- 26 Nov 08, 14:20 GMT
It seems an open-and-shut case, a no-brainer.
Thousands of ageing session musicians, who earn on average less than £15,000 per year, are being denied a living wage because of unfair copyright laws. Whereas composers and authors get to keep their rights for 70 years after they die - or rather, their heirs do - for performers, the cut-off point comes 50 years after the original performance.
The effect is that musicians who played on some of the classic tracks of the early 1960s will be denied what is in effect their pension because the royalities will dry up just as they really need them. Take Tom McGuinness, who played guitar in Manfred Mann on that classic track Do Wah Diddy Diddy. The song was released in 1964 - so in 2014, Mr McGuinness will stop getting any payments.
Now he's among a number of musicians who've sent a video message to the prime minister urging him to change his mind about an EU plan to extend copyright. In the video, Mr McGuinness says, "I've been a working musician for 44 years now and I've made records which have been hits and records which have been misses. I don't understand how ethically and morally you do not support the extension of copyright."
So, should Gordon Brown pay heed to the musicians' appeal and put his weight behind a European Commission directive that would extend performers' copyright to 95 years? Well, if he does he will be swimming against the digital tide - and against his own government's stated policy of making copyright less complicated.
In the internet age, content new and old is making its way online, where it is being shared, mashed up, recut and generally recycled. Just go to YouTube and search for Manfred Mann. You'll find Do Wah Diddy Diddy straight away, but I very much doubt that if you end up watching the old television show where the song is played, Tom McGuinness will get a penny in royalties. Now YouTube's owner Google is, as we've previously noted, collaborating with copyright owners who want to identify their material on the site, and sometimes to erase it. But, in the intellectual property wars, the file sharers are winning.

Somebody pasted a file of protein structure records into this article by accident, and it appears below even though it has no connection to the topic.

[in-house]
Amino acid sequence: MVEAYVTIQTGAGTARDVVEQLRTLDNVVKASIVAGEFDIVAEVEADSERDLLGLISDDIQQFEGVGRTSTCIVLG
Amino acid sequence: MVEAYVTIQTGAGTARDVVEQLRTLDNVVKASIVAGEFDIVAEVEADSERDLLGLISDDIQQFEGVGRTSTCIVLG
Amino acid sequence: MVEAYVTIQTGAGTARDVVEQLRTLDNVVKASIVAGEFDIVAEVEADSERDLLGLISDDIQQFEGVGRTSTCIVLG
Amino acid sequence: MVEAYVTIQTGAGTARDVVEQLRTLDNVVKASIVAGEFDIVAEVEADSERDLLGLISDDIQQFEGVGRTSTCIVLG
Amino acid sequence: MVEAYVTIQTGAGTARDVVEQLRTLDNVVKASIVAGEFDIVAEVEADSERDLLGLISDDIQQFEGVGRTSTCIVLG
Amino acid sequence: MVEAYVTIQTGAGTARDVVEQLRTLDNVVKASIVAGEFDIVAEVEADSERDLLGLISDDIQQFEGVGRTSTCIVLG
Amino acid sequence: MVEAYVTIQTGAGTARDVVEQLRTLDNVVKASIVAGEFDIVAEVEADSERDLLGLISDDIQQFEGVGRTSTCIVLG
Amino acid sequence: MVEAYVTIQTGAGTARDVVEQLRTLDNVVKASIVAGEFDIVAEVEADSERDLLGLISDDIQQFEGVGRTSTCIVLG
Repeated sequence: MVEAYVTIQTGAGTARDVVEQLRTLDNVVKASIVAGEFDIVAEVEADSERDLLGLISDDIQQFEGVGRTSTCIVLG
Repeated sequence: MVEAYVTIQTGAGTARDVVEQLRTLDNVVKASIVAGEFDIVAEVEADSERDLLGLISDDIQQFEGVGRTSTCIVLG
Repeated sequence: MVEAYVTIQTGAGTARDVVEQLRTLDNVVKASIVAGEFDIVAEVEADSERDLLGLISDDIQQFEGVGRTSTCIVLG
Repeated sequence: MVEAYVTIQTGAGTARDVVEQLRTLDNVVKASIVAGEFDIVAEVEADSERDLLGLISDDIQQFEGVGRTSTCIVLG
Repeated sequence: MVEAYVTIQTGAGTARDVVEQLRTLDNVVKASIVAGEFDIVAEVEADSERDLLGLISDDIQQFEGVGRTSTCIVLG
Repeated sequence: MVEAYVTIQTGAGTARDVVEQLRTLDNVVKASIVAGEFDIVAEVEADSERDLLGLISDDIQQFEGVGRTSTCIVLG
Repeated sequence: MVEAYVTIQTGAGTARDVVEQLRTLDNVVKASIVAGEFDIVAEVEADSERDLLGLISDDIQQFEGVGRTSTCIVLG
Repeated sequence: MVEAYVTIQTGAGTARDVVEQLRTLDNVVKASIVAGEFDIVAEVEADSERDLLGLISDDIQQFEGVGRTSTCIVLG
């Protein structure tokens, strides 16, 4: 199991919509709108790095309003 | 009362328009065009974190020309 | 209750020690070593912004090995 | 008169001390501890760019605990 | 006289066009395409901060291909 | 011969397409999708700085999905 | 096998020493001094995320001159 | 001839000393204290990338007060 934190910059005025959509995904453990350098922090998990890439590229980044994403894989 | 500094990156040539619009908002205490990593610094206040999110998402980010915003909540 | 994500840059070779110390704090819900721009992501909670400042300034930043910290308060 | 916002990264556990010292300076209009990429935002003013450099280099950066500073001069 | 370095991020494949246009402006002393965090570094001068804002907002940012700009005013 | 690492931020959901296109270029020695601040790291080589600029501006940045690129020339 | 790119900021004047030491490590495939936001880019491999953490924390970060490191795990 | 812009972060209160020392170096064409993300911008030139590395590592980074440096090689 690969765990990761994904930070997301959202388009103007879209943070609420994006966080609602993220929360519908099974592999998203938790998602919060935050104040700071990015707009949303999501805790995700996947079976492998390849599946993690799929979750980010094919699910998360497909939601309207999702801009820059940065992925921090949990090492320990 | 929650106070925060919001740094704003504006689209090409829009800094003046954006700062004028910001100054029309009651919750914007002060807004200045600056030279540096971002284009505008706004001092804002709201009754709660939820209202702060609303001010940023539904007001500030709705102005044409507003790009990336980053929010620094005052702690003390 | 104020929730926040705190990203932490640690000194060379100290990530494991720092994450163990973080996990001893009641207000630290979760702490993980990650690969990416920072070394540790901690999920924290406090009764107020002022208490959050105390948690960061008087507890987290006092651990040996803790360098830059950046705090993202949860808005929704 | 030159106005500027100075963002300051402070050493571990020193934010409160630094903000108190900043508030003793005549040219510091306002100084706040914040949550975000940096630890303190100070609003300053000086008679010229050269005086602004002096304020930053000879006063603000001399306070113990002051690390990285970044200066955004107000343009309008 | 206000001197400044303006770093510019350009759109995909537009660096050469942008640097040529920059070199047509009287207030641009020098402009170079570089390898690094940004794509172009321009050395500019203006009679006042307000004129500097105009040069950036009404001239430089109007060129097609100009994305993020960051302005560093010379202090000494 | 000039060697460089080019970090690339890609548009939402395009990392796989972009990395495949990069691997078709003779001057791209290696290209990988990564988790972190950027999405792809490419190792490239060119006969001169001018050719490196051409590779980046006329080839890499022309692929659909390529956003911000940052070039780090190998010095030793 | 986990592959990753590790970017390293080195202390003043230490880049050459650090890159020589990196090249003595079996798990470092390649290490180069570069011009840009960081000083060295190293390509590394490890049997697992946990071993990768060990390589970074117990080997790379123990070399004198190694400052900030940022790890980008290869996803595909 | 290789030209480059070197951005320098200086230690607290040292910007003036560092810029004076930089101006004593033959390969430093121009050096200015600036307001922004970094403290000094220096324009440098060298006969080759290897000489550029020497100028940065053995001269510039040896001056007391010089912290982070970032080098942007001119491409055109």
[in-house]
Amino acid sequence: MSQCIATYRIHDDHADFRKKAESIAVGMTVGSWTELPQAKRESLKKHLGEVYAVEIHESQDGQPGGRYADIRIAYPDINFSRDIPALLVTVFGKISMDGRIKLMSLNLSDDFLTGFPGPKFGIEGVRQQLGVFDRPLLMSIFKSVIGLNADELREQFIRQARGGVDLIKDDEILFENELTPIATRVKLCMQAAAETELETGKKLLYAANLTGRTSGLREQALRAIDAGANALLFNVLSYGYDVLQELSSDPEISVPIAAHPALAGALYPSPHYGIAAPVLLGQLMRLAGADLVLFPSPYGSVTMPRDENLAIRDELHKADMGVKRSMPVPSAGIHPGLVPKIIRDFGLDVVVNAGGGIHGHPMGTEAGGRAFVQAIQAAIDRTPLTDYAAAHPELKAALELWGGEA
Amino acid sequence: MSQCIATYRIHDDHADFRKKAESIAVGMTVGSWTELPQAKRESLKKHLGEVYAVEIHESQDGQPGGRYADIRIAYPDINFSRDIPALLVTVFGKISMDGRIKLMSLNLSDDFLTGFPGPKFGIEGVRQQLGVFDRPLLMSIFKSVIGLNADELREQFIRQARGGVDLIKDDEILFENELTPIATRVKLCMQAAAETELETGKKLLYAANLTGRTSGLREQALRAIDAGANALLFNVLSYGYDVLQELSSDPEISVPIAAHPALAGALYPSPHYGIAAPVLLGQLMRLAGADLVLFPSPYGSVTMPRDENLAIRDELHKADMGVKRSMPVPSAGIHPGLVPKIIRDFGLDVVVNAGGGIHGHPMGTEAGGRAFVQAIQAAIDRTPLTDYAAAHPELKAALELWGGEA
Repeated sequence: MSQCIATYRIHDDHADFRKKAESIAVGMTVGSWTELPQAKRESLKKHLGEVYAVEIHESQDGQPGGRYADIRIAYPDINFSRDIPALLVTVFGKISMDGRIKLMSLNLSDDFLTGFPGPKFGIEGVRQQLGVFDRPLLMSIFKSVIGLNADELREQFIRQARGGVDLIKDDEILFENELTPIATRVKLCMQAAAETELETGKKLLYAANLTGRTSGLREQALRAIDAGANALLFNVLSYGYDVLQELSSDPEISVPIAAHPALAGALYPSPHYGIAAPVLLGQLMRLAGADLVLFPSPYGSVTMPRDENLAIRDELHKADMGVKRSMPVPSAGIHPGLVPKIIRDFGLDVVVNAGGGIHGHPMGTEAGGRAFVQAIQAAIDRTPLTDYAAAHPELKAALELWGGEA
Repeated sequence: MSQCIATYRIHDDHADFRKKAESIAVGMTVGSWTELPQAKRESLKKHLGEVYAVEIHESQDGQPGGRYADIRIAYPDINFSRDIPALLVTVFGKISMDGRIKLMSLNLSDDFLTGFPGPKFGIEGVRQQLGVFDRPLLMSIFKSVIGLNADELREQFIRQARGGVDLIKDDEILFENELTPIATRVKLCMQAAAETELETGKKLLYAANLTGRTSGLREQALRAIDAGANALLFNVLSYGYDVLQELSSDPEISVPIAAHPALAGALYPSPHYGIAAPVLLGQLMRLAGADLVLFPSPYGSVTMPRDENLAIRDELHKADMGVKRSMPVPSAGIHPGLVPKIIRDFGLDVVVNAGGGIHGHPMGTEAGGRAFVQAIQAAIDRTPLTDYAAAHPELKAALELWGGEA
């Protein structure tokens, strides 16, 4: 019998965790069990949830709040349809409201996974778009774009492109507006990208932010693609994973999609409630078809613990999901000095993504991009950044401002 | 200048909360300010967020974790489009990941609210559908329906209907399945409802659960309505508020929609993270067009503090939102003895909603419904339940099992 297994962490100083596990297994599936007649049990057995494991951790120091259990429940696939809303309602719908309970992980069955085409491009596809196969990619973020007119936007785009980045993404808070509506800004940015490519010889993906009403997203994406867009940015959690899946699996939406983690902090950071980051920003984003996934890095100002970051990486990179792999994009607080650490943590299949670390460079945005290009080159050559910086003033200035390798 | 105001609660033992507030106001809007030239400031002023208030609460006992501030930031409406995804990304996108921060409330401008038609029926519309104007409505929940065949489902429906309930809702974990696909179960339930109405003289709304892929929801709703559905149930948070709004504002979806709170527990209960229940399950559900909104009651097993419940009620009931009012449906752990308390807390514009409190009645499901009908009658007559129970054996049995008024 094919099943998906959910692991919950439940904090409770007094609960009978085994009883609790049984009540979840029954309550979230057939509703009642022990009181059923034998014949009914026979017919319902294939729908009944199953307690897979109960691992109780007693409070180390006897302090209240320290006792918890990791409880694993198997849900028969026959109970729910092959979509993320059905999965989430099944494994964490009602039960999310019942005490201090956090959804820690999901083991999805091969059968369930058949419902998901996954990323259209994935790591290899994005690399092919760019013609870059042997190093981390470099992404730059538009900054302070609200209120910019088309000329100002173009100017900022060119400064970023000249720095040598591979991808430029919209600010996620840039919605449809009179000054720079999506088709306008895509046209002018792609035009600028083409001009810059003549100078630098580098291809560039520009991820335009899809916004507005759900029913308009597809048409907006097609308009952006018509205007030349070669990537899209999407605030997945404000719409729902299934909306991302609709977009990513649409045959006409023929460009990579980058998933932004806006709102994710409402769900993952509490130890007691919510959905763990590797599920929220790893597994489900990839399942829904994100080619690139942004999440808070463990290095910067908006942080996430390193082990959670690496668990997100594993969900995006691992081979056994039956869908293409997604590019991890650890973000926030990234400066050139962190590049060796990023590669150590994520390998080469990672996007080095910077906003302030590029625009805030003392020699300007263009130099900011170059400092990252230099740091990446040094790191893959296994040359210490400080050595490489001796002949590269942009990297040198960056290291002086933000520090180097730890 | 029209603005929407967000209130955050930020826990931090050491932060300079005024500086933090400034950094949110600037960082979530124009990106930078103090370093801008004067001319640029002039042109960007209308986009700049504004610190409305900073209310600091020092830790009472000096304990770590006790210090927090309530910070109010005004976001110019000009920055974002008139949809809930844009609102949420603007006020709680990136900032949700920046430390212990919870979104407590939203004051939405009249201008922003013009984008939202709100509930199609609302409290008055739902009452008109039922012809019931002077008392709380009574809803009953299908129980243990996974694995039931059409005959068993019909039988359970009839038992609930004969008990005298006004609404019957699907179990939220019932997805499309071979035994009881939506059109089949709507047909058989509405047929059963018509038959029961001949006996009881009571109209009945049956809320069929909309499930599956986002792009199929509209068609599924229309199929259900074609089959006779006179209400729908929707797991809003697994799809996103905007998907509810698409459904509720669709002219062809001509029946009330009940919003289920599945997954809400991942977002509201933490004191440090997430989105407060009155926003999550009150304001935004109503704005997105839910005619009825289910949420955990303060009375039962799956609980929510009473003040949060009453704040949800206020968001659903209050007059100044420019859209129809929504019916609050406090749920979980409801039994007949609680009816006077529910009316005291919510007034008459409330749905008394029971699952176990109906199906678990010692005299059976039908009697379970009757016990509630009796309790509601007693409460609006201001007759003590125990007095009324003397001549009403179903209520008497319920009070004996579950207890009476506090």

So there's an online revolution underway against any kind of copyright. But that revolution doesn't just involve the mllions who indulge in illegal file sharing. Even copyright owners are finding that the complex web of rights and royalties involved in any piece of content they own is making it quite tricky to put that material online.
All big media businesses - including the BBC of course - are desperate to distribute more of their programmes, their music and their films over the internet but they are finding that this involves extremely complex negotations with the artists who created that material. When it comes to exploiting archive material, the whole business is even more painful. They won't want that process made even tougher by an extension of copyright for performers.
So the idea that musicians like Tom McGuinness should continue to reap some modest reward for their creativity sounds appealing. But if Gordon Brown decides Do Wah Diddy Diddy is a cultural treasure that needs further protection, there will be a chorus of boos from those who believe copyright law is a brake on innovation.
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